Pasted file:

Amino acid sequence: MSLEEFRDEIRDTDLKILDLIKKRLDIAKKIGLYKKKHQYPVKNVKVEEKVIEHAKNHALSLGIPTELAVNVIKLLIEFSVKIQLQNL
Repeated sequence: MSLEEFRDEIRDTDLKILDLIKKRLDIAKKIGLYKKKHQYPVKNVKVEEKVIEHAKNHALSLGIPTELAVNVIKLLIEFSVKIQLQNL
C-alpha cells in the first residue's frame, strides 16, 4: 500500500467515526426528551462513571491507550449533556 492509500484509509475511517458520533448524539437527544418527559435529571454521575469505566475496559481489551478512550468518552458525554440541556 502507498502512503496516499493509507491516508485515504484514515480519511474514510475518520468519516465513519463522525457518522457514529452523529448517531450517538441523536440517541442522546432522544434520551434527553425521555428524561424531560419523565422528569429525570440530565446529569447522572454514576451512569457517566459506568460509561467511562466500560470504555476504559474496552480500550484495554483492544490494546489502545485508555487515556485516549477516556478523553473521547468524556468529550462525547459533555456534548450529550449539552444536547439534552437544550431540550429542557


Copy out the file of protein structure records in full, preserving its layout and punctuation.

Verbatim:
Amino acid sequence: MSLEEFRDEIRDTDLKILDLIKKRLDIAKKIGLYKKKHQYPVKNVKVEEKVIEHAKNHALSLGIPTELAVNVIKLLIEFSVKIQLQNL
Repeated sequence: MSLEEFRDEIRDTDLKILDLIKKRLDIAKKIGLYKKKHQYPVKNVKVEEKVIEHAKNHALSLGIPTELAVNVIKLLIEFSVKIQLQNL
C-alpha cells in the first residue's frame, strides 16, 4: 500500500467515526426528551462513571491507550449533556 492509500484509509475511517458520533448524539437527544418527559435529571454521575469505566475496559481489551478512550468518552458525554440541556 502507498502512503496516499493509507491516508485515504484514515480519511474514510475518520468519516465513519463522525457518522457514529452523529448517531450517538441523536440517541442522546432522544434520551434527553425521555428524561424531560419523565422528569429525570440530565446529569447522572454514576451512569457517566459506568460509561467511562466500560470504555476504559474496552480500550484495554483492544490494546489502545485508555487515556485516549477516556478523553473521547468524556468529550462525547459533555456534548450529550449539552444536547439534552437544550431540550429542557